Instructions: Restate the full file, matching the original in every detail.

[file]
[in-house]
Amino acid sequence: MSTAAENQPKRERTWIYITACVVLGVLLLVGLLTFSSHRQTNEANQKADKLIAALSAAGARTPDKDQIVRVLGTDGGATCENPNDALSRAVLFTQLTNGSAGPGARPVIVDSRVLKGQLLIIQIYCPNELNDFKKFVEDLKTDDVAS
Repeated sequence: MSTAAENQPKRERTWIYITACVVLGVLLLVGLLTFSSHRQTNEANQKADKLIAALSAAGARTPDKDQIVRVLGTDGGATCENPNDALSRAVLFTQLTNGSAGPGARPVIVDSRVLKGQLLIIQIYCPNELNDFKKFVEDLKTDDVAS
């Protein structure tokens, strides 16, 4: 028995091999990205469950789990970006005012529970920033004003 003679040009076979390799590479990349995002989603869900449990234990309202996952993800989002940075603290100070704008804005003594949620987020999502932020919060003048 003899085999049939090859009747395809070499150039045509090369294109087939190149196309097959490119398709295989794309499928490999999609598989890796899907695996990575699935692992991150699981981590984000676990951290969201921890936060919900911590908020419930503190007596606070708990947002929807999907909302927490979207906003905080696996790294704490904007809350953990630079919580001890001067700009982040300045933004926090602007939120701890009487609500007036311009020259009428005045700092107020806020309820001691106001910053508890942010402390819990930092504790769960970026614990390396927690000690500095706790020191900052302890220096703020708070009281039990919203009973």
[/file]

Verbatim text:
[in-house]
Amino acid sequence: MSTAAENQPKRERTWIYITACVVLGVLLLVGLLTFSSHRQTNEANQKADKLIAALSAAGARTPDKDQIVRVLGTDGGATCENPNDALSRAVLFTQLTNGSAGPGARPVIVDSRVLKGQLLIIQIYCPNELNDFKKFVEDLKTDDVAS
Repeated sequence: MSTAAENQPKRERTWIYITACVVLGVLLLVGLLTFSSHRQTNEANQKADKLIAALSAAGARTPDKDQIVRVLGTDGGATCENPNDALSRAVLFTQLTNGSAGPGARPVIVDSRVLKGQLLIIQIYCPNELNDFKKFVEDLKTDDVAS
């Protein structure tokens, strides 16, 4: 028995091999990205469950789990970006005012529970920033004003 003679040009076979390799590479990349995002989603869900449990234990309202996952993800989002940075603290100070704008804005003594949620987020999502932020919060003048 003899085999049939090859009747395809070499150039045509090369294109087939190149196309097959490119398709295989794309499928490999999609598989890796899907695996990575699935692992991150699981981590984000676990951290969201921890936060919900911590908020419930503190007596606070708990947002929807999907909302927490979207906003905080696996790294704490904007809350953990630079919580001890001067700009982040300045933004926090602007939120701890009487609500007036311009020259009428005045700092107020806020309820001691106001910053508890942010402390819990930092504790769960970026614990390396927690000690500095706790020191900052302890220096703020708070009281039990919203009973």